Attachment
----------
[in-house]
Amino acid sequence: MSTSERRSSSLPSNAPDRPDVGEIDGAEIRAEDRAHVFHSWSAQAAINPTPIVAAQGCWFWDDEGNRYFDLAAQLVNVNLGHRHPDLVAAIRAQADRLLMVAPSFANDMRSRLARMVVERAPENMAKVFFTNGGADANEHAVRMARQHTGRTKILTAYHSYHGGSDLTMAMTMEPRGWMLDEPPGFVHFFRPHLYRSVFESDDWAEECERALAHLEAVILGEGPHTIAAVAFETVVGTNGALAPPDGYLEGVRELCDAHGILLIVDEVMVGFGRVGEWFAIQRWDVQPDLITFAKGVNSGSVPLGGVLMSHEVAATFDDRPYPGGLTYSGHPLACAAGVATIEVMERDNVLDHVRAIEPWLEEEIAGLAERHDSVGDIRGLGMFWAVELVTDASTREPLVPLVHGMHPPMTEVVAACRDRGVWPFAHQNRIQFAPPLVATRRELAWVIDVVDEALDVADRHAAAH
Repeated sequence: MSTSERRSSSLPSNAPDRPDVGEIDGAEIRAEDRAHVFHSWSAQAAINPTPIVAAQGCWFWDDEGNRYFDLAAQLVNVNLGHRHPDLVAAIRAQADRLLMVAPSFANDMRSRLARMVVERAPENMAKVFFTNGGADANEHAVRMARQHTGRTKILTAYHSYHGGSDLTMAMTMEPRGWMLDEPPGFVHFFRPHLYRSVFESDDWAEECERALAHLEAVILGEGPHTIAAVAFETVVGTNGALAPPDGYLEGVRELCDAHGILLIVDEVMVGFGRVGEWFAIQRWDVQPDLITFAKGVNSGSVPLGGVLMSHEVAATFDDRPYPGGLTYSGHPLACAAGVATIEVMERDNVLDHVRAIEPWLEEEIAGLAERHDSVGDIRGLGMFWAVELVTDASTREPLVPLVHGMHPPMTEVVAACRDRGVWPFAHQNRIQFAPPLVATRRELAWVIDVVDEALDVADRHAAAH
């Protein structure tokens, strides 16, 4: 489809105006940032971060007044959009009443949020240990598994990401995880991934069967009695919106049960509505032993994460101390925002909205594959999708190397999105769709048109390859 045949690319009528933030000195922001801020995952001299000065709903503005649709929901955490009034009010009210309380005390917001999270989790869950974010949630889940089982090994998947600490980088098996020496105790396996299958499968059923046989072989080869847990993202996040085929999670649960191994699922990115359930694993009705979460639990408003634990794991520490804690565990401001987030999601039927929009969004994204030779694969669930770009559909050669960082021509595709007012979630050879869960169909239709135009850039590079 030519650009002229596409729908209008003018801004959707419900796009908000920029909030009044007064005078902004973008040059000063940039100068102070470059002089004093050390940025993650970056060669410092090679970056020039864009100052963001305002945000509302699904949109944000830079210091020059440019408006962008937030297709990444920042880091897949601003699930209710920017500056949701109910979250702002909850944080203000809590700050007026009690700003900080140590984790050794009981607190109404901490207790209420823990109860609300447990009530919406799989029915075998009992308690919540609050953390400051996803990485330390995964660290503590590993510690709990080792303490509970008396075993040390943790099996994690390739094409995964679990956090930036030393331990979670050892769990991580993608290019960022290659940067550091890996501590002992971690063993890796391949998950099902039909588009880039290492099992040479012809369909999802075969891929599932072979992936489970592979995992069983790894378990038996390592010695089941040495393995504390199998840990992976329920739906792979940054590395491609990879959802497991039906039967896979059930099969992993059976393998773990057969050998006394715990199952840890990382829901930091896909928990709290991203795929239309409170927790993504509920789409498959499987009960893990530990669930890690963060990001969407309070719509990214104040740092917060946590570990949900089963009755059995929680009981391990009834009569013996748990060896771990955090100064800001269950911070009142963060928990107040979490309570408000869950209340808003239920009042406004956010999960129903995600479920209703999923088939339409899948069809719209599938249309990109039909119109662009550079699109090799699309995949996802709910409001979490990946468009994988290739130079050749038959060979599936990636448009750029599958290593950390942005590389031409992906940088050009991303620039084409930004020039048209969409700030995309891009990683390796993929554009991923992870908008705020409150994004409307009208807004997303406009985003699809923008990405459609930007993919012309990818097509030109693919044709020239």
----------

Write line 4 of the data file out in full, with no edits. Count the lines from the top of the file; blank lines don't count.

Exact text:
């Protein structure tokens, strides 16, 4: 489809105006940032971060007044959009009443949020240990598994990401995880991934069967009695919106049960509505032993994460101390925002909205594959999708190397999105769709048109390859 045949690319009528933030000195922001801020995952001299000065709903503005649709929901955490009034009010009210309380005390917001999270989790869950974010949630889940089982090994998947600490980088098996020496105790396996299958499968059923046989072989080869847990993202996040085929999670649960191994699922990115359930694993009705979460639990408003634990794991520490804690565990401001987030999601039927929009969004994204030779694969669930770009559909050669960082021509595709007012979630050879869960169909239709135009850039590079 030519650009002229596409729908209008003018801004959707419900796009908000920029909030009044007064005078902004973008040059000063940039100068102070470059002089004093050390940025993650970056060669410092090679970056020039864009100052963001305002945000509302699904949109944000830079210091020059440019408006962008937030297709990444920042880091897949601003699930209710920017500056949701109910979250702002909850944080203000809590700050007026009690700003900080140590984790050794009981607190109404901490207790209420823990109860609300447990009530919406799989029915075998009992308690919540609050953390400051996803990485330390995964660290503590590993510690709990080792303490509970008396075993040390943790099996994690390739094409995964679990956090930036030393331990979670050892769990991580993608290019960022290659940067550091890996501590002992971690063993890796391949998950099902039909588009880039290492099992040479012809369909999802075969891929599932072979992936489970592979995992069983790894378990038996390592010695089941040495393995504390199998840990992976329920739906792979940054590395491609990879959802497991039906039967896979059930099969992993059976393998773990057969050998006394715990199952840890990382829901930091896909928990709290991203795929239309409170927790993504509920789409498959499987009960893990530990669930890690963060990001969407309070719509990214104040740092917060946590570990949900089963009755059995929680009981391990009834009569013996748990060896771990955090100064800001269950911070009142963060928990107040979490309570408000869950209340808003239920009042406004956010999960129903995600479920209703999923088939339409899948069809719209599938249309990109039909119109662009550079699109090799699309995949996802709910409001979490990946468009994988290739130079050749038959060979599936990636448009750029599958290593950390942005590389031409992906940088050009991303620039084409930004020039048209969409700030995309891009990683390796993929554009991923992870908008705020409150994004409307009208807004997303406009985003699809923008990405459609930007993919012309990818097509030109693919044709020239």